In addition, early treatment of shingles and herpes is advisable to keep the condition from worsening and threatening your life. One of the first signs is rashes and pain. You should consult your doctor immediately if you notice these or any other symptoms of shingles and consider antiviral medications like valacyclovir and acyclovir.
No, it doesn't. Valacyclovir treats herpes viruses but not influenza or SARS-CoV-2.
No, valacyclovir and acyclovir are different antiviral medications. However, valacyclovir is metabolized to acyclovir in the body, and both target the same viruses.
Valacyclovir doesn’t cure herpes or shingles. However, it is effective in relieving pain and discomfort as well as speeding up recovery.
Although acyclovir won’t cure all herpes, it can help reduce pain and discomfort and heal sores faster.
According to the CDC, suppressive therapy can reduce the frequency of herpes recurrence by 70% to 80%.³
It can take up to 10 — or even longer for some people — for herpes to heal with valacyclovir treatment.
Valacyclovir can take effect swiftly and provide some relief in as little as 2–3 days. The earlier you start taking valacyclovir, the faster and more effective it will be.
No, it isn't. Valacyclovir and acyclovir target the same viruses.
No, valacyclovir and acyclovir are all safe. They are both FDA-approved drugs and are used to effectively treat shingles, HSV-1, HSV-2, and other forms of herpes.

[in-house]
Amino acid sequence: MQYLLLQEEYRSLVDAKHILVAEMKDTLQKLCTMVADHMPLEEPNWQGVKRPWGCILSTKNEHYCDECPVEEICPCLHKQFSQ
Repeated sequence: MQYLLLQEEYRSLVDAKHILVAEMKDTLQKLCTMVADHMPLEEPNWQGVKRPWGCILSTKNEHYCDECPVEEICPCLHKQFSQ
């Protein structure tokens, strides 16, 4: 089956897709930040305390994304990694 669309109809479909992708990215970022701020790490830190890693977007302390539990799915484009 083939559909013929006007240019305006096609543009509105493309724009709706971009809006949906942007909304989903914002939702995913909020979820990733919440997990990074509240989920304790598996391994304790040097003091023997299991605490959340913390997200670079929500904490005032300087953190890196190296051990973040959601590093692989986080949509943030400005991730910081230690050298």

Both antiviral drugs work by interfering with viral DNA replication.
These antivirals are used to treat or prevent infections caused by the herpes zoster, herpes simplex, and varicella-zoster viruses.
Yes, valacyclovir and acyclovir are considered safe for use during pregnancy. Although no controlled studies have been performed, large observational studies have provided reassuring data. However, if you use ointment or cream on the skin surrounding the breasts, wash the area with water and gentle soap before allowing the baby to breastfeed.
Avoid sexual intercourse to keep you from spreading the herpes virus. Also, avoid touching infected areas and then touching your eyes.
Summary safety review - - Health Canada | Government of Canada
Genital herpes | Centers for Disease Control and Prevention
Valacyclovir vs acyclovir: 9 things that make them different | Strut Health
Acyclovir | Drugs.com
Valtrex (Valacyclovir) | Everyday Health